U.S. corporate technology spending is moving into a new stage of recovery as demand for computers and network essentials leads to outlays for software and services, International Data Group (IDG) said.
Stephen Minton, director of worldwide research for IDC in Framingham, Massachusetts, said a recent survey of 1,000 U.S. businesses led his firm to boost its 2004 outlook.
"We are now looking at a worldwide IT (information technology) environment growing at 8 percent this year. That's up from the 5 percent in December," he said.
Mr/ Minton cited strong fourth-quarter corporate sales of PCs, especially notebook computers, server computers used to manage networks and applications and network gear to pipe traffic to users as key factors in IDC revising its forecast upward.
"All of those things have exceeded our expectations," he said.
The anticipated rebound in technology spending is led by the United States and China, while Europe and Japan lag with expected growth of around 5 percent in 2004, IDC said.
Mr. Minton said a quarterly IDC survey conducted in mid-January of technology spending outlooks at 1,000 businesses found "a solid 45 percent now say an annual increase is likely in the coming year."
That's up from 40 percent of corporate buyers in a similar survey in the third quarter of 2003 who said they were unlikely to increase technology spending in the next 12 months, according to IDC.
Survey participants cited recovered corporate profits as their number one reason and a need to replace the aging nuts and bolts of their technology systems.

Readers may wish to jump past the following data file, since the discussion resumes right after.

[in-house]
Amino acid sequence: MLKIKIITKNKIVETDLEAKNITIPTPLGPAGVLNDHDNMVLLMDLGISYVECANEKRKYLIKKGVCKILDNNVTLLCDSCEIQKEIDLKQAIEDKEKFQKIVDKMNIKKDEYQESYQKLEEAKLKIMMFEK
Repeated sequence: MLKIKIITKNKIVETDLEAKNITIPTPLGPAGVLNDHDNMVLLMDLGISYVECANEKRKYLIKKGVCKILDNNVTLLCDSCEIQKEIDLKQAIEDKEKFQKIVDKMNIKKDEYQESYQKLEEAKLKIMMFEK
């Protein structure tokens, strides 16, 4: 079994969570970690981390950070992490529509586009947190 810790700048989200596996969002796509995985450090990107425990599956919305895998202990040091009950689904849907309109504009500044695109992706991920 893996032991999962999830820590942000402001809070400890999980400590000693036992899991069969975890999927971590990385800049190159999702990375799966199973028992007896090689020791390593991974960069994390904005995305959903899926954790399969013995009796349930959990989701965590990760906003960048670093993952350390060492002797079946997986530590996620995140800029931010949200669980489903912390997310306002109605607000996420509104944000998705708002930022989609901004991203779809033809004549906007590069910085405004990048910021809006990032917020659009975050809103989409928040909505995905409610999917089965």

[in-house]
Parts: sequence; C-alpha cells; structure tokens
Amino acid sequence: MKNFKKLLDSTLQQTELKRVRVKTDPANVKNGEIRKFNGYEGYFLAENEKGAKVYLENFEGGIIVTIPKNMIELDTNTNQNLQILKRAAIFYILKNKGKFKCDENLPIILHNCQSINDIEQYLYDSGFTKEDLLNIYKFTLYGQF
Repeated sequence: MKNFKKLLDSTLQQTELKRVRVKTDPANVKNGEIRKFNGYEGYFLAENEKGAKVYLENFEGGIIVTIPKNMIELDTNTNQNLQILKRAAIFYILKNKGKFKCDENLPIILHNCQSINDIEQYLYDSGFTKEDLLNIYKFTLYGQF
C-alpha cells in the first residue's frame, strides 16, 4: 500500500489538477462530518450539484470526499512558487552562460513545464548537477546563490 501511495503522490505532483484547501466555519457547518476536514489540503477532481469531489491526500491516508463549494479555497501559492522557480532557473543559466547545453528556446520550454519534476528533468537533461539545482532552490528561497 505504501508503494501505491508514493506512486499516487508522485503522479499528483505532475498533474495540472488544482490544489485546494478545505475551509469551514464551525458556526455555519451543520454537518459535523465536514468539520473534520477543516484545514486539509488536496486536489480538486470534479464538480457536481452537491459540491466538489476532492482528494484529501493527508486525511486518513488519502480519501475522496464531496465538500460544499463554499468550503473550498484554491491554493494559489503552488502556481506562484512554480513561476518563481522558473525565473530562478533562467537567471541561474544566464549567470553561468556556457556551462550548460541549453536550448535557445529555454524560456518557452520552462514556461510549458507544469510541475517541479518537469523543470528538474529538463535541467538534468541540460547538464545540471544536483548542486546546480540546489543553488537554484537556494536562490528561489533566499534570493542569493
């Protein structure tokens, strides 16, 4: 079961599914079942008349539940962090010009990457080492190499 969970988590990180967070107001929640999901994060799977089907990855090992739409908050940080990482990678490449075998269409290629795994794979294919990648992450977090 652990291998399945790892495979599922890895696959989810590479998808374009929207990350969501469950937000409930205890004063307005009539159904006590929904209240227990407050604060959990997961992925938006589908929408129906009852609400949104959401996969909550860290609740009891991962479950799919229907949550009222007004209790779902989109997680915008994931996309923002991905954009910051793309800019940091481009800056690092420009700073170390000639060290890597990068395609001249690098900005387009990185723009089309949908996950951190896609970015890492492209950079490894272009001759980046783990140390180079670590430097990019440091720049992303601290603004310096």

Upgrading essential hardware is the primary focus of 30 percent of corporate buyers. That's closely followed by 27 percent targeting spending on software and services, up from 15 percent a year ago and 5 percent at the bottom of the downturn in 2002, according to the survey.
Cost-cutting remains a high priority for one-fifth of those surveyed, down from a year ago when it was the top concern.
Asked what equipment they wanted to replace in 2004, more than 50 percent cited personal computers and central server systems. Software applications and network equipment were due for upgrades in 2004 by 40 percent of those surveyed.
IDC said customer-relationship management (CRM) systems were back in vogue with 27 percent looking to spend on them. CRM suppliers such as Siebel suffered from a reputation of over-selling the merits of their software in the tech boom, but demand is picking up again, Minton said.
Nearly one-quarter of respondents said they aim to spend more of their total tech budgets on wireless local networks.
Looking ahead, Minton said IDC forecasts sustainable growth of 6 percent to 7 percent. "We think by 2005, we will be on a steady growth trajectory," he said, but added that growth in percentage terms is apt to be half of low-double-digit 1990's "tech-boom" levels.
Hand-held computers, mobile phones and printers were the least likely categories to be upgraded or replaced, he said.
Separately, IDC released a forecast for the worldwide personal computer maker to grow by just more than 11 percent for the next two years, up from the single-digit growth seen in 2003 and declines in prior years. (Reuters)
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